How Green Is the Valley of Recycled Energy-Inefficient Appliances?
The State of Missouri recently announced that it would offer an extra $50 in rebates to consumers who participate in the Energize Missouri Appliance Rebate Program. The additional money comes as an incentive to help participants in paying the cost of recycling their old appliances.
But just what are the costs of recycling these appliances? Missouri’s State Energy Efficient Appliance Rebate program (SEEARP) is explicitly restricted to the replacement of existing appliances. Further, there are essentially no qualifications on eligibility for replacing older appliances.
Thus, a couple looking to buy necessary appliances for their new home are not given the government incentive to purchase energy efficient appliances, but homeowners with already functioning appliances are.
What happens to the old appliances? In order to qualify for the rebate, consumers must show proof that the appliance was “properly recycled.” Recycling appliances, however, is tricky business. Most of the materials aren’t biodegradable, so the appliances have to be broken down into their parts and either sold as scrap or, in the case of metals, reprocessed altogether. How much more earth-friendly could this process be compared to simply repairing and using an existing appliance for as long as possible? Further, for the appliance to be recycled, its parts need to be in a minimally workable condition in order to be repurposed. Otherwise, the scrap ends up in a landfill. On the other hand, if the appliance could be repaired, why would anyone replace it? Answer: because you can get a government discount on a new one.
Not only does the SEEARP program then distort the market, it incentivizes consumers, who by and large have no real need for new appliances, to wastefully and expensively toss workable ones. Supporters of initiatives like the rebate initiative may argue that the continued use of such appliances generates a negative environmental impact. While that might perhaps be marginally true, there remain serious environmental, and economic, problems with this argument. For one, the process of recycling old, functioning appliances itself requires a great deal of energy. Further, energy-efficient appliances may even encourage individuals to consume more energy overall. Incentivizing the disposal of viable machinery also misallocates resources that could have been spent on encouraging growth in other areas of the economy. Remember: The rebate program does not simply encourage people to buy energy-efficient appliances, but to replace their old — functioning or not — appliances.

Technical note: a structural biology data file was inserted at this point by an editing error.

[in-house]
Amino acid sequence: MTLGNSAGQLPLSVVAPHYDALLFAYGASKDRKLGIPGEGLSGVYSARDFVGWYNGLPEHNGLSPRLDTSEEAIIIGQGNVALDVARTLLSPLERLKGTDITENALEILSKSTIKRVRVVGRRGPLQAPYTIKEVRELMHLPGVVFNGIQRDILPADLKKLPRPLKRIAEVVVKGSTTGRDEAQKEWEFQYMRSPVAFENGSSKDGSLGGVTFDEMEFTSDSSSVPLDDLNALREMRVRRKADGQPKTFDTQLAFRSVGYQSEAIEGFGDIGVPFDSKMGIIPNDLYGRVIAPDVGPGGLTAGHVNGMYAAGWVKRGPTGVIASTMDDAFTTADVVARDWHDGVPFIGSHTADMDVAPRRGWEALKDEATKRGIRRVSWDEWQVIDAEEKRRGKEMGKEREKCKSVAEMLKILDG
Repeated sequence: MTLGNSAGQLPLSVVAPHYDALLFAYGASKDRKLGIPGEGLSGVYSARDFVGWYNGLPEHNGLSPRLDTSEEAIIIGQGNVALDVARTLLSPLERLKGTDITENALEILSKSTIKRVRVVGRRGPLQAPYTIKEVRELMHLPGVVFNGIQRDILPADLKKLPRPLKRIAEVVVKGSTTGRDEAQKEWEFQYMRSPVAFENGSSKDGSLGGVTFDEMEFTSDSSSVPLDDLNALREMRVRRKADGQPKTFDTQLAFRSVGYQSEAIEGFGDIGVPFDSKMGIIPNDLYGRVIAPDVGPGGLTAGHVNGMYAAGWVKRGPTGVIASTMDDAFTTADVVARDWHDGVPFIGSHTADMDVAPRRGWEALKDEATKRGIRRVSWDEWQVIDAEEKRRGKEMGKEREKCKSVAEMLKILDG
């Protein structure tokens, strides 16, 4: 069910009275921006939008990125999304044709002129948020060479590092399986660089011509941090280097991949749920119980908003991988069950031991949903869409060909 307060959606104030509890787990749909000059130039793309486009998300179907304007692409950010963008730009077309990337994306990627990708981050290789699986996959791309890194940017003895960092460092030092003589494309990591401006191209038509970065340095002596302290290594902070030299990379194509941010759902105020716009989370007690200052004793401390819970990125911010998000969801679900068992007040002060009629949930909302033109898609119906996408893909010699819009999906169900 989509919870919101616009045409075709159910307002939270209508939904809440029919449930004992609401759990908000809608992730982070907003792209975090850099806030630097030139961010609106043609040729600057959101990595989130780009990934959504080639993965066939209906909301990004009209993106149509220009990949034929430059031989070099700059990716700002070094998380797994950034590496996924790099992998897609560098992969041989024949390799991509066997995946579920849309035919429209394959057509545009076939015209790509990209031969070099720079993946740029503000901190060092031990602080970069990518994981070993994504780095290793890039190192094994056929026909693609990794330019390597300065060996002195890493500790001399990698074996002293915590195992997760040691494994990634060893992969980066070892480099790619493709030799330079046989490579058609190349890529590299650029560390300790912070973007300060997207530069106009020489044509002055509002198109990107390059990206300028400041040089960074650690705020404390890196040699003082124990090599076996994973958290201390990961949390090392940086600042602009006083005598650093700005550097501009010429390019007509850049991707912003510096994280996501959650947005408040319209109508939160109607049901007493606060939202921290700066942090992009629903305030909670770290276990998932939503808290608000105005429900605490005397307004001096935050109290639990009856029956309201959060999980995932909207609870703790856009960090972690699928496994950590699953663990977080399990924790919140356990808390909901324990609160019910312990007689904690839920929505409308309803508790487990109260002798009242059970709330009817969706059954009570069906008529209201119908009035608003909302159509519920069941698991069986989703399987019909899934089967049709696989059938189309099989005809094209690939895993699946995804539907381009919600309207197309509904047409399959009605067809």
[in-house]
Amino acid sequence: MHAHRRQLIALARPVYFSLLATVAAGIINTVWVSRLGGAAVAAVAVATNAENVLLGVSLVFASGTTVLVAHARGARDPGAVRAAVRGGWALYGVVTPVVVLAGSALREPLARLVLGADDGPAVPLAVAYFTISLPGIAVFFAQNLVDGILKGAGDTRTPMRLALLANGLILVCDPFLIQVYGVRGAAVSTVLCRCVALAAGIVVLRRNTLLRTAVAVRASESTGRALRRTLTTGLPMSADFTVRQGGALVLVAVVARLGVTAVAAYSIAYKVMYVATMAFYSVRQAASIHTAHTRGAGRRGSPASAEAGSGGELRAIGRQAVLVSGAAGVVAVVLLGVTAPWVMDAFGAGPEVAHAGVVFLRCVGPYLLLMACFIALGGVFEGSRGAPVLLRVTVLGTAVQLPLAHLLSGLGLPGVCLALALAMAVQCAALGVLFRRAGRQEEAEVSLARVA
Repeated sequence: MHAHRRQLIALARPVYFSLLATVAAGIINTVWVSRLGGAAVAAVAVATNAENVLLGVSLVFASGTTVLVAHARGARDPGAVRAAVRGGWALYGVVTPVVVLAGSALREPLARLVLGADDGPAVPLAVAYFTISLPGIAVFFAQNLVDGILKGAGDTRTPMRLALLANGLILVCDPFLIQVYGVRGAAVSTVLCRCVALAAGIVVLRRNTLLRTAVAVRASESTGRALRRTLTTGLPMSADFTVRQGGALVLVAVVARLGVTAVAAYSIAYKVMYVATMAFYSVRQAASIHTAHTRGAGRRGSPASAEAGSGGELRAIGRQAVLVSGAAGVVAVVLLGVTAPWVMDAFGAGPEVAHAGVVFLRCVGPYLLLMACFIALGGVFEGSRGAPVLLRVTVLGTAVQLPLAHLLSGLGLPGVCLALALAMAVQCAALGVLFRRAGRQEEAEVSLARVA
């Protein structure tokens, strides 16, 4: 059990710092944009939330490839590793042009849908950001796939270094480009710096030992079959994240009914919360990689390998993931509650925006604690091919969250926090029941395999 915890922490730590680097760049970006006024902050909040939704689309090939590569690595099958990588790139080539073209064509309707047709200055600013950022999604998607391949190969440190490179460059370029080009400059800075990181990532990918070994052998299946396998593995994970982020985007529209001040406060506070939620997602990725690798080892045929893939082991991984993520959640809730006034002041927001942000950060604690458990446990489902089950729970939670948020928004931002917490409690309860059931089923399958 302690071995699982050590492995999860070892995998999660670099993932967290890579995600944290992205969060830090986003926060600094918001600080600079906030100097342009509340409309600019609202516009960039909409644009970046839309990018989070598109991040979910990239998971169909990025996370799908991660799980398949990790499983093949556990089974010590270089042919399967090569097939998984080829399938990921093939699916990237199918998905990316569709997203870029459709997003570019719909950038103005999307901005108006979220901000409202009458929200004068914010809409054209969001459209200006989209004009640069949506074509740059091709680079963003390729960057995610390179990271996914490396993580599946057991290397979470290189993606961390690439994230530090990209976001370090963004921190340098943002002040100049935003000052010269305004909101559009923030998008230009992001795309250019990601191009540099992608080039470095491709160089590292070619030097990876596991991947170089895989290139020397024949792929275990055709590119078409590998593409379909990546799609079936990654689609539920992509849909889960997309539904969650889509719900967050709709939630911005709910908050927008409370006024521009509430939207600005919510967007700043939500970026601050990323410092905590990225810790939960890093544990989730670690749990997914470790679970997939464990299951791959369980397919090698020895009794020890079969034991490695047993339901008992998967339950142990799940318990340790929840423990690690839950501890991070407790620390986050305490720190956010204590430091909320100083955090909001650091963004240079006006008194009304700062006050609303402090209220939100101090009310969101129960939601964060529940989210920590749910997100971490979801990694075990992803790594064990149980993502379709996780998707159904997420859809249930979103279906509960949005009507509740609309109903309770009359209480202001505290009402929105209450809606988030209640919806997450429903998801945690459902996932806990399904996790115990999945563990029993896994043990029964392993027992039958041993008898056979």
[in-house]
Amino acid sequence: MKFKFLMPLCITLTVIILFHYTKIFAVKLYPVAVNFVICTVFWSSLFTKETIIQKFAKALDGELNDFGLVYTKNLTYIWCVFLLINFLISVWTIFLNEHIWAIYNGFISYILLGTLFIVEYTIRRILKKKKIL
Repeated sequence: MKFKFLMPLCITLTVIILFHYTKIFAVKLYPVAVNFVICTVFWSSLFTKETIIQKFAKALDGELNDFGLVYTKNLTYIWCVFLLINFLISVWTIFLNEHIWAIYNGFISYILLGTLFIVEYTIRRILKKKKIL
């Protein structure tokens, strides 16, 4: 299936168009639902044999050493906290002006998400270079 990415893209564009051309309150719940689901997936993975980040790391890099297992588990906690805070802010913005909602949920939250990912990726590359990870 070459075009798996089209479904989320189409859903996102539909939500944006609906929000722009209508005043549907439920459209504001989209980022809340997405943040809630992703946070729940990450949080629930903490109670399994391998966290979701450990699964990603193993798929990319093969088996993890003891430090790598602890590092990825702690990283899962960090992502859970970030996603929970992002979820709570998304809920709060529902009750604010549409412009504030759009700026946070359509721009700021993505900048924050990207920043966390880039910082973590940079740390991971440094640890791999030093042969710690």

Additionally, in order to qualify for the rebate, consumers are limited to select Missouri retailers. This might not be cost effective for the consumer, who, for instance, could potentially find a better deal online — and it’s certainly not cost effective for Missouri.
Because the rebate program only applies to recycling an appliance, consumers are further disincentivized from selling, or donating, these appliances to others who might need them. Those who actually need to purchase appliances, either new or used, are therefore harmed by the program, both because workable, used appliances would need to be recycled, rather than sold or donated, by owners replacing them with energy efficient appliances, and because those who want to purchase a new appliance do not qualify for the rebate.
The truly green solution is to let consumers decide without government prodding when, and how, to replace their appliances.